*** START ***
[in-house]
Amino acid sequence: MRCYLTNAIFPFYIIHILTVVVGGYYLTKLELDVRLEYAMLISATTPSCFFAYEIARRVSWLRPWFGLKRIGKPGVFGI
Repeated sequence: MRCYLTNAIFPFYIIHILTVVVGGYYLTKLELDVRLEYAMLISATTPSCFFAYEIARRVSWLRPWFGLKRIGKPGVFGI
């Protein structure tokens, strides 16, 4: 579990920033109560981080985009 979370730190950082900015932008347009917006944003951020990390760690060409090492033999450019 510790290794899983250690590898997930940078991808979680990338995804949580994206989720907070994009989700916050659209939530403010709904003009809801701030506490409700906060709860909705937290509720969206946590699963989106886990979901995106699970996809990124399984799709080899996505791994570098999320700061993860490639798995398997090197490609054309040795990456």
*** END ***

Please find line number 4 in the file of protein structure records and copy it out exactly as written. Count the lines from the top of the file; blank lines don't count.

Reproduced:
């Protein structure tokens, strides 16, 4: 579990920033109560981080985009 979370730190950082900015932008347009917006944003951020990390760690060409090492033999450019 510790290794899983250690590898997930940078991808979680990338995804949580994206989720907070994009989700916050659209939530403010709904003009809801701030506490409700906060709860909705937290509720969206946590699963989106886990979901995106699970996809990124399984799709080899996505791994570098999320700061993860490639798995398997090197490609054309040795990456």